The new World Trade Center is a space of remembering and healing, as well as a tribute to life and art. This place serves as a memorial designed to honor people and commemorate heroes and connects the past and the future to the present through architecture. The buildings and spaces designed by Daniel Libeskind, Michael Arad, David Childs, and Santiago Calatrava function as channels to find new purpose and peace after the attacks on September 11, 2001. Forever Marked By The Day pays homage to those architects, artists, designers, and photographers who made creativity triumph over destruction.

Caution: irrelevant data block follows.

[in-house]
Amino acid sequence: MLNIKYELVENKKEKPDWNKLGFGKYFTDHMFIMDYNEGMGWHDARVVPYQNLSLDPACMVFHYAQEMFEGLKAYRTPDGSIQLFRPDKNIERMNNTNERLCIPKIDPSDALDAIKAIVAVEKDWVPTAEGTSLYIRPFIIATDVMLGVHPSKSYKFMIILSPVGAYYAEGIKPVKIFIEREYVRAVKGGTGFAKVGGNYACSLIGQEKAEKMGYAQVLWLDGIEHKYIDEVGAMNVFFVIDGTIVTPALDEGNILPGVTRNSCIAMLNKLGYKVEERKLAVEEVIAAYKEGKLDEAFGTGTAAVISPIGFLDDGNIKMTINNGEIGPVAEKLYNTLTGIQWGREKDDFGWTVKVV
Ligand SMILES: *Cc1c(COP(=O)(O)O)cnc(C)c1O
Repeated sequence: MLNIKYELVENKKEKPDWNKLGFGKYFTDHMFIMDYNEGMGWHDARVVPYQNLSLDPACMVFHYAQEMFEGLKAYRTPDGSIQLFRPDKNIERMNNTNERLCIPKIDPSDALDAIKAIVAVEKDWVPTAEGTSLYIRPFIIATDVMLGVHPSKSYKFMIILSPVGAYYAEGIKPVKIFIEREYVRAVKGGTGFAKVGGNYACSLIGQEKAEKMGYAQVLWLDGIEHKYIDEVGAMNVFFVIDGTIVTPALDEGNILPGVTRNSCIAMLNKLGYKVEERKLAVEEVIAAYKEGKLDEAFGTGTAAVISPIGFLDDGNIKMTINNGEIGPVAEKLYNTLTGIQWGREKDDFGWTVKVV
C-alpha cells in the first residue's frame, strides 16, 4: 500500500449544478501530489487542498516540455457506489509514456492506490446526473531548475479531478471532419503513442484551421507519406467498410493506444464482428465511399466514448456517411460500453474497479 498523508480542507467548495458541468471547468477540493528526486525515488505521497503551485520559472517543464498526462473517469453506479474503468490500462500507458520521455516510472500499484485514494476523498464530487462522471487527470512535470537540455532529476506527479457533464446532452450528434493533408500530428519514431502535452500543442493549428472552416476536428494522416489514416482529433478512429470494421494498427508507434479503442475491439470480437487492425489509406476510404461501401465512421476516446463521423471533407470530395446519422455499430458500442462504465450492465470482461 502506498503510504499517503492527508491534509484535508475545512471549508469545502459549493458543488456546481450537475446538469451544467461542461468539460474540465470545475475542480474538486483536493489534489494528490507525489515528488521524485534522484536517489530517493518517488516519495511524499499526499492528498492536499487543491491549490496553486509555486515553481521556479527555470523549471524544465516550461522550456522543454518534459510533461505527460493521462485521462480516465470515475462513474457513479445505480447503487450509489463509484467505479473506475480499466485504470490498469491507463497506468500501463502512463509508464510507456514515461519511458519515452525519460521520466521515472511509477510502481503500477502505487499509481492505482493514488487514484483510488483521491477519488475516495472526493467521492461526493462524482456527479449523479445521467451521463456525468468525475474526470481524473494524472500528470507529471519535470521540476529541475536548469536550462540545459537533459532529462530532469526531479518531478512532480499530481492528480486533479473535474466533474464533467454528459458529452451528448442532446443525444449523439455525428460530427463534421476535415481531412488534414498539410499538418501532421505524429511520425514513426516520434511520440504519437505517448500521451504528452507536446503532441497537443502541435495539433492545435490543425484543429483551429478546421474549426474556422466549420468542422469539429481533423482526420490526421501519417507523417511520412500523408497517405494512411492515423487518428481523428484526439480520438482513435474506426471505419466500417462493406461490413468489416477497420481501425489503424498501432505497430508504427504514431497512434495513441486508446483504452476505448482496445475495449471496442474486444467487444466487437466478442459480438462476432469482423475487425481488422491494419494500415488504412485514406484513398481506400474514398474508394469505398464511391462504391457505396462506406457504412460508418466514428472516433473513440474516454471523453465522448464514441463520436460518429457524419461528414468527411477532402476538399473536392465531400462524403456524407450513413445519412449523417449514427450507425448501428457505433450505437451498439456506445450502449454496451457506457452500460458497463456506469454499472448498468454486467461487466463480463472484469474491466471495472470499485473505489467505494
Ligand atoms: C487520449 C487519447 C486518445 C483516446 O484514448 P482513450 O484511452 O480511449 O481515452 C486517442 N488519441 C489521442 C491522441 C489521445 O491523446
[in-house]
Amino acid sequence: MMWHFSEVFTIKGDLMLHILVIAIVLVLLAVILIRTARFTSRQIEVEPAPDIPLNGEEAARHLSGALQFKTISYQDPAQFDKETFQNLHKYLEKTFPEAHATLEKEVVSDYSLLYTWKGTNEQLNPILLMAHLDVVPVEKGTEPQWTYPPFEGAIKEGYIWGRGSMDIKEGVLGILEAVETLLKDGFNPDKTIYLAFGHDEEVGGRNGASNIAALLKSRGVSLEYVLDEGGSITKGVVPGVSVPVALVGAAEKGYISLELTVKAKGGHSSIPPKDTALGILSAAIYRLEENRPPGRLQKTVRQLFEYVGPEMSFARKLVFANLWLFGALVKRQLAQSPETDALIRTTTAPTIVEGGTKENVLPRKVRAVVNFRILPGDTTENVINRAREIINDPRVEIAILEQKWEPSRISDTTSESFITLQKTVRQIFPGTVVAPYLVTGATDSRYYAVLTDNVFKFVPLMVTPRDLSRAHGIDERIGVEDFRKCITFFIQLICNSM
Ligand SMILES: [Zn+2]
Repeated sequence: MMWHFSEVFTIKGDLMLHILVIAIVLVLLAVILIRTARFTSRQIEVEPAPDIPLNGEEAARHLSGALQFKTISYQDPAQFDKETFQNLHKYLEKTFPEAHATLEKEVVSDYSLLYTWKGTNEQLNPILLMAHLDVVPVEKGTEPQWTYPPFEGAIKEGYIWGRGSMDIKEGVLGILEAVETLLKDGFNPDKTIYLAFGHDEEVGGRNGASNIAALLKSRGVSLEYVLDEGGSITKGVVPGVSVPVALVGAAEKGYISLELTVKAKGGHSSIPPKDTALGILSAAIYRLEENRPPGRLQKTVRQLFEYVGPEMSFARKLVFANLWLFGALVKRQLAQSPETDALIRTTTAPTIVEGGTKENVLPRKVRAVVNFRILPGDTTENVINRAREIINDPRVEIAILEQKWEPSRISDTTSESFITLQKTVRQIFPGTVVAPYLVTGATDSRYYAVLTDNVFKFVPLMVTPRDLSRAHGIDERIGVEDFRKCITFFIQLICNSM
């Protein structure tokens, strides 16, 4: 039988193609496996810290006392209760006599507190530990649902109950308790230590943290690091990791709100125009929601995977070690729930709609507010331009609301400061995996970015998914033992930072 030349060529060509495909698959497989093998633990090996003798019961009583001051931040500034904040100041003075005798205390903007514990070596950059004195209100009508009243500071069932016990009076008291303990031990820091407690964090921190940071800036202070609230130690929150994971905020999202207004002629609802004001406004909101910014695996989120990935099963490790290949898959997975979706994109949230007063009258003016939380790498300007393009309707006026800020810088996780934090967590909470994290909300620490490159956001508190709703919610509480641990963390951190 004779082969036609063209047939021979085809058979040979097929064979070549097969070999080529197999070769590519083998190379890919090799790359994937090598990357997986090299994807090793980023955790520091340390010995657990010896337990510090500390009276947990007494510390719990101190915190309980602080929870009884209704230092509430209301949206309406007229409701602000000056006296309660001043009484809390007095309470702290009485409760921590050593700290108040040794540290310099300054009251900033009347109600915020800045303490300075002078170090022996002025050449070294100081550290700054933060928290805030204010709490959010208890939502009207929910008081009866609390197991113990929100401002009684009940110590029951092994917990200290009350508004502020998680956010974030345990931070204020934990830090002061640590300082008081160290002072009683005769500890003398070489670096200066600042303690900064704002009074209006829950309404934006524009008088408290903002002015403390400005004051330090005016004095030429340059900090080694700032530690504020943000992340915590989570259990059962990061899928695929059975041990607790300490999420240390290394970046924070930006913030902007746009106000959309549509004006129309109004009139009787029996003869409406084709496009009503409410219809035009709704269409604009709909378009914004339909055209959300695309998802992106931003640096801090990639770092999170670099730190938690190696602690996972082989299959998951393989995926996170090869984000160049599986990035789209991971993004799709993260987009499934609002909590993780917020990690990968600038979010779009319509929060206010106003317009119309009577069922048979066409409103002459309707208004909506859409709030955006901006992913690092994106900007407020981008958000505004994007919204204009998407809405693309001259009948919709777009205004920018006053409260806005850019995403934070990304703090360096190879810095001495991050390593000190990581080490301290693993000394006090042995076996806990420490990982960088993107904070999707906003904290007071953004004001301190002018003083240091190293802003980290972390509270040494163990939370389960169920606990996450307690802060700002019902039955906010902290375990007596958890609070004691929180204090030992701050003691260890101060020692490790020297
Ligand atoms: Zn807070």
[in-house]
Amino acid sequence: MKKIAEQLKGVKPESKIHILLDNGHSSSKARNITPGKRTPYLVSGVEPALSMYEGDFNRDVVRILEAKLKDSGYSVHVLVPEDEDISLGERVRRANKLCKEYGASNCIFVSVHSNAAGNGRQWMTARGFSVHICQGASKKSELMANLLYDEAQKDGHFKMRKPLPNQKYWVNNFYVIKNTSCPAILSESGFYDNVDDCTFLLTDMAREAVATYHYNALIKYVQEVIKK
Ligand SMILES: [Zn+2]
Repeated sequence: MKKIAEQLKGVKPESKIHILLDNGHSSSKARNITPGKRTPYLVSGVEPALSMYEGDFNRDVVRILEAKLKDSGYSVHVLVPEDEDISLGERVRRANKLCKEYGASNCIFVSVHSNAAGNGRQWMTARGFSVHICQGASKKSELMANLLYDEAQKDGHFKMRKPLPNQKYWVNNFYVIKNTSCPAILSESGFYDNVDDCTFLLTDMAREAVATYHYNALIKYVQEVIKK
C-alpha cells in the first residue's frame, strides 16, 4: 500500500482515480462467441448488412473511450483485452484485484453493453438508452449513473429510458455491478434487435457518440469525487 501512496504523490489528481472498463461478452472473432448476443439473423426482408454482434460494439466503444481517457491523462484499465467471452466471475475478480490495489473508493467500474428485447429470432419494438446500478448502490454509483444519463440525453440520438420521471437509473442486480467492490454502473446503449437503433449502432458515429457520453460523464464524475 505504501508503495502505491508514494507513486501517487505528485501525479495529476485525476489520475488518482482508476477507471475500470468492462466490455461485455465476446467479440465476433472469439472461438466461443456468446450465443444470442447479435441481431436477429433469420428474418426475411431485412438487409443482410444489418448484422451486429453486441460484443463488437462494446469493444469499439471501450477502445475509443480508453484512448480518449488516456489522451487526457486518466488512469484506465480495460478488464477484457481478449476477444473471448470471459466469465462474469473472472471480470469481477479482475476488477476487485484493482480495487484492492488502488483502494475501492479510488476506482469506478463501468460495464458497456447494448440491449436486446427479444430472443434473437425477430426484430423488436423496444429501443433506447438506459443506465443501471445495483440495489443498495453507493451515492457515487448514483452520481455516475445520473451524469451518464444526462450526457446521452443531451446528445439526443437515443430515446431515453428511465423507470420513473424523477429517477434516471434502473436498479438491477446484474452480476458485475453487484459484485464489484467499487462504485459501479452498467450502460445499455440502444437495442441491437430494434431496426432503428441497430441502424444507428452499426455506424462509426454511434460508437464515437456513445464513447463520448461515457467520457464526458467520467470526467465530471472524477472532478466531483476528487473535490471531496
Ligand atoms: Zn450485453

Shared Ideologies, an exhibition of selected works by Native American artists from the 1970s to the present will offer visitors an opportunity to engage in a sociopolitical dialogue about the space between history and memory. Paintings and works on paper by artists such as the late T.C. Cannon (Kiowa, 1946 – 1978), Emmi Whitehorse (Navajo, born 1957), Cara Romero (Chemeheuvi, born 1977), Tom Poolaw (Kiowa/Delaware, born 1959), Julie Buffalohead (Ponca, born 1972) and several others, transcend the two-dimensional artwork by their elders that came to define Native American art. Shared Ideologies invites non-Native viewers into a dialogue with indigenous artists on themes that recenter master narratives of history and amplify both pan-Indian and tribally specific experiences while pondering a path to a shared future. A number of works from the Muscarelle Museum of Art’s Native American collection are being shown for the first time in this exhibition.